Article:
2. Historically, churches, synagogues, mosques and temples served an invaluable role as a place where emotional and spiritual needs were met and where a sense of purpose was established. With the move away from organized religion, these needs and purpose are often cared for elsewhere.

Where would you say these needs are met and purpose established for you? 

3. Jesus has been held captive by a nationalistic culture of white, middle-class, anglo-centric, mostly male people. Yet, he was born with darker skin, was from the lower class, had a male body but a seemingly female soul and often voiced disdain for religion. He lived between east and west. The only thing he excluded was exclusion itself.

What do you struggle with including in your circle of love and acceptance? How might you work towards being more inclusive?

4. Jesus said, “Live by the sword, die by the sword.” The early Church actually forbid membership to soldiers. And yet countless people of faith have fought and died believing a a “just war policy” that simply was not of Jesus’ thinking.

Is it possible to end violence and war? What might that transformation look like?

5. Marie Kondo is gaining immense popularity right now for her clear the clutter that fails to bring joy philosophy. This book really highlighted for me the similarities between her take and Jesus’, who reminds us that there is enough for everyone to have all they need.  We tend to be hoarders rather than distributors of our wealth.

How might you better meet the needs of others? How might you share your wealth? What do you think it will feel like if you give some stuff away?
*Note: Krattenmaker’s interpretation of the loaves and fishes story would be a wonderful section to revisit before taking on decluttering projects! What do you think?

6. Isolation, depression, and anxiety are at epidemic levels in our country today. Much of this stems from a feeling that no one cares, no one gets me, there is no one. Jesus was all about radical hospitality so that everyone cares, everyone gets me, there is everyone. So, your challenge today is to make contact with people – chat with a cashier, make eye contact and smile at a homeless person, check in with a family member you haven’t spoken to in awhile (actually talk, no texting). And then come back and reflect on how it  felt.

Who benefited most from these encounters? How might you incorporate these little actions into your everyday life?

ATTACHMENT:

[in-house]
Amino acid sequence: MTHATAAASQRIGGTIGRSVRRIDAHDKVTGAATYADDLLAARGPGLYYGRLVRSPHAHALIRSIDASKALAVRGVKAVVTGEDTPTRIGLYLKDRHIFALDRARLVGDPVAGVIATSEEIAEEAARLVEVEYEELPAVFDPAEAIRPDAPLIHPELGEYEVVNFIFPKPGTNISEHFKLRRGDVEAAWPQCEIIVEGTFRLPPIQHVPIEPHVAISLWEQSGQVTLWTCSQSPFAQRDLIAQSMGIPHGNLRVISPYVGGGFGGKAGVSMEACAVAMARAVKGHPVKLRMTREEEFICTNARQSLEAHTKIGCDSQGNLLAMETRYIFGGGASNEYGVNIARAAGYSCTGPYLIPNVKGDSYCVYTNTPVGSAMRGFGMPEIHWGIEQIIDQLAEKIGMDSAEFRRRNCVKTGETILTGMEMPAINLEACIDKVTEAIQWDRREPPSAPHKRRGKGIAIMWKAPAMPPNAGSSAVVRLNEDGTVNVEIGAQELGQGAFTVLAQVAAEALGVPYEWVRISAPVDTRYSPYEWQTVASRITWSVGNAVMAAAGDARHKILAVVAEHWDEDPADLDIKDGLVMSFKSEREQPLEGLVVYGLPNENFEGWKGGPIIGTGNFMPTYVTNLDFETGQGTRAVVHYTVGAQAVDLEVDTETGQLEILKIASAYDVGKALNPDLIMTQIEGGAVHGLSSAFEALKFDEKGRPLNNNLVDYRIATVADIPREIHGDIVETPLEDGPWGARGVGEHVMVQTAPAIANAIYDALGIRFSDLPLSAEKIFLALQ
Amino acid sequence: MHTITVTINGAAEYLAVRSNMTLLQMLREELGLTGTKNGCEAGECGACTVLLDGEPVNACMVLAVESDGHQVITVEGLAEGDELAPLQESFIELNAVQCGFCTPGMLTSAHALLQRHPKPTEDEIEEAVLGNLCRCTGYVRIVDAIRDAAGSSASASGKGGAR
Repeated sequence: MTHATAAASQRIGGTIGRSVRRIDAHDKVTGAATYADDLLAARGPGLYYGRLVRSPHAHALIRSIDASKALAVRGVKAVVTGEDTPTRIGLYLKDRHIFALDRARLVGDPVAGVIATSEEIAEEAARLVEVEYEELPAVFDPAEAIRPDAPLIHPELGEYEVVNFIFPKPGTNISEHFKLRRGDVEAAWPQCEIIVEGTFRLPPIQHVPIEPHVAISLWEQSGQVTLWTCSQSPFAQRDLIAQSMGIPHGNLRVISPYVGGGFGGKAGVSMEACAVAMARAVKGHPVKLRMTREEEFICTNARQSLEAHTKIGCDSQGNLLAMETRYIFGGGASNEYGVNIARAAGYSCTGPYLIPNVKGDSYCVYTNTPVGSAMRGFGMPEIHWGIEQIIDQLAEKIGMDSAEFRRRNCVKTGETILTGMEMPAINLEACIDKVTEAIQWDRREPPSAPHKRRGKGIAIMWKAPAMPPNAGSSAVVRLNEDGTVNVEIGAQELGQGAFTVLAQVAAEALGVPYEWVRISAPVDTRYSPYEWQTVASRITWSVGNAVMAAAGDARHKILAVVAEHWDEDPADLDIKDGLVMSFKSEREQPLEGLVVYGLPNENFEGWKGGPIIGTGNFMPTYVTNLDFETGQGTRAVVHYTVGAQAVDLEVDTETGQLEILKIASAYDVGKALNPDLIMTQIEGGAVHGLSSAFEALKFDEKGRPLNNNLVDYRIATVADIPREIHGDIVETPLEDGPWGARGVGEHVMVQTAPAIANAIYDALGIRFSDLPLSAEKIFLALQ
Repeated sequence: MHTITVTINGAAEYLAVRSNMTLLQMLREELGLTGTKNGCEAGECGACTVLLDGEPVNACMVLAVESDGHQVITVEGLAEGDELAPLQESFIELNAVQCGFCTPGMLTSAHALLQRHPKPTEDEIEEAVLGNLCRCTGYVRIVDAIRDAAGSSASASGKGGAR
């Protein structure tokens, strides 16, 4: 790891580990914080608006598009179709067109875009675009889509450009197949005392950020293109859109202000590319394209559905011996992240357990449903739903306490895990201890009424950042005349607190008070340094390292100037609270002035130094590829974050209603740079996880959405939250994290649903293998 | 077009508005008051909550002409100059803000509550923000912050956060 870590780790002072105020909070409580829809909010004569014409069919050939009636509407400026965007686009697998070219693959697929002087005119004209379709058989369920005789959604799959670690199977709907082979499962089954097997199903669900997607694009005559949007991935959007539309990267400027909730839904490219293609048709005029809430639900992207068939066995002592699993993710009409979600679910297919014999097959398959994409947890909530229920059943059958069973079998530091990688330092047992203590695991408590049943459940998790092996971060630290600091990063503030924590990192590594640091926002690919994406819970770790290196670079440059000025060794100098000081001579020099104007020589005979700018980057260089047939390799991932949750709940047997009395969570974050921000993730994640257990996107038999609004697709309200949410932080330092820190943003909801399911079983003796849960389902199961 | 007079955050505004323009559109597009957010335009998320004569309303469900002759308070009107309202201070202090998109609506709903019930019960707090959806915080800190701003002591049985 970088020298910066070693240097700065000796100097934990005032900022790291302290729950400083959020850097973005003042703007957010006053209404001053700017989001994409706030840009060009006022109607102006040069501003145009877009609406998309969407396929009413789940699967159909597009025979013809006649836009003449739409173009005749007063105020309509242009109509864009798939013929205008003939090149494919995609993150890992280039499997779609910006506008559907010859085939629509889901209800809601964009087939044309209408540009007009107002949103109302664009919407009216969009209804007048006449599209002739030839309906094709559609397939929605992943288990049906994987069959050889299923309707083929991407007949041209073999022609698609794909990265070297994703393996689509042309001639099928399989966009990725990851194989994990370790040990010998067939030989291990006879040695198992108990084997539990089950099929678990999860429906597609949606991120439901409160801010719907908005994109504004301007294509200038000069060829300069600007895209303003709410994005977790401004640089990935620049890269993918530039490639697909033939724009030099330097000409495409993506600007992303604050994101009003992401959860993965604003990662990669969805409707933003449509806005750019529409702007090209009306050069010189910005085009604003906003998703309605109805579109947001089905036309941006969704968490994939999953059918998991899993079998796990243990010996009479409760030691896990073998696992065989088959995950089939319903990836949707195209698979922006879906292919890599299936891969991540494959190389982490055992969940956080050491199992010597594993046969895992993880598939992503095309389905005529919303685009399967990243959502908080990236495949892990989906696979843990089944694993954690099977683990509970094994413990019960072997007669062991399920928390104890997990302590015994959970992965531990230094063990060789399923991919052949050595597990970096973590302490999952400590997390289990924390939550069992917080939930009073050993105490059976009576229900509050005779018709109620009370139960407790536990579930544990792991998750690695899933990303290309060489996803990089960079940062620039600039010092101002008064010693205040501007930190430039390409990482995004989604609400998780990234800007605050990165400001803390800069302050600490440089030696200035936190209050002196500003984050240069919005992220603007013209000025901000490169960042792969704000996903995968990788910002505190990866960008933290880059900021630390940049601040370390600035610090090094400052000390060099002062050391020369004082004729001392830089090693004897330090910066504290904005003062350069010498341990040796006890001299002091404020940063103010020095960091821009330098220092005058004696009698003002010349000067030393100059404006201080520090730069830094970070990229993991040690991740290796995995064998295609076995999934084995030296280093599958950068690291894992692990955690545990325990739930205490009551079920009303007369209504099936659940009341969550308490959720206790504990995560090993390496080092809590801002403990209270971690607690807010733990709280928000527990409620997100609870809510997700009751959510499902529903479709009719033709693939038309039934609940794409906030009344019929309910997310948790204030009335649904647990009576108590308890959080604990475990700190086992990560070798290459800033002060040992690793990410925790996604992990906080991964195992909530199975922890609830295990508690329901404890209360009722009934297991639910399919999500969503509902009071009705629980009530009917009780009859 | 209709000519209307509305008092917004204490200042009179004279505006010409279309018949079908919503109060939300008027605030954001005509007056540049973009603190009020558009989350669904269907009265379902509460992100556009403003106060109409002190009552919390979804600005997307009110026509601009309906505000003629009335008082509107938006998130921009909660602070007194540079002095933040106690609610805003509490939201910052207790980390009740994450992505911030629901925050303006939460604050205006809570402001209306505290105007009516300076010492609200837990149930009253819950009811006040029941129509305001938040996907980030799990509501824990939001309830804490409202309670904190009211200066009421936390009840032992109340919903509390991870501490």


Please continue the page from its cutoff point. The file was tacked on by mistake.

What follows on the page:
7. You read the statistics – we are an Incarceration Nation.

What would it look like to offer restorative justice rather than retributive justice (locking everyone up) in our society? Where might this begin?

8. The author asks a very good question, “Were he suddenly inserted into our time and place, were he to behold our structural racism and all the other forms of injustice borne by one group or another, what would Jesus have us do?”

Thoughts? 

9. Let’s talk about non-dual thinking or living with paradox. Many hear this and think of eastern religions. But Jesus was also a non-dual thinker. That means sometimes there is no right or wrong, this or that, my way or no way. Sometimes both are right, my way and your way. It’s about coming to the conversation with an open mind.

Can you think of someone you strongly disagree with? Do you know that person’s whole story? Have you really listened to that person’s reasoning without judgment? Could you have that conversation? If not, why not?

10. Lunatic, Liar or Lord? Time to brainstorm some more L words that might describe Jesus. One I love – LOVE.

Your turn. 

Have you read Confessions of a Secular Jesus Follower yet? Pop any answers or thoughts that come up out of the exercises above in the comments. I’d love to continue the conversation. If you haven’t read it yet, but your interest is sparked, you can order it HERE or check it out from your local library. These posts will be here for you at any time — 

Part 1 | Part 2 | Part 3 |

So, what’s next for our book club? Subscribe HERE to receive the full Finding Delight Reading List or tune in next week for PART 1 of a brand new book. 🙂

❤ Thank you to my mom and sister for their help with this series. Grateful to be part of a family that loves and encourages reading! ❤

If you enjoy my blog content, please consider supporting what I do (and keeping me caffeinated). Thank you! xoxo ☕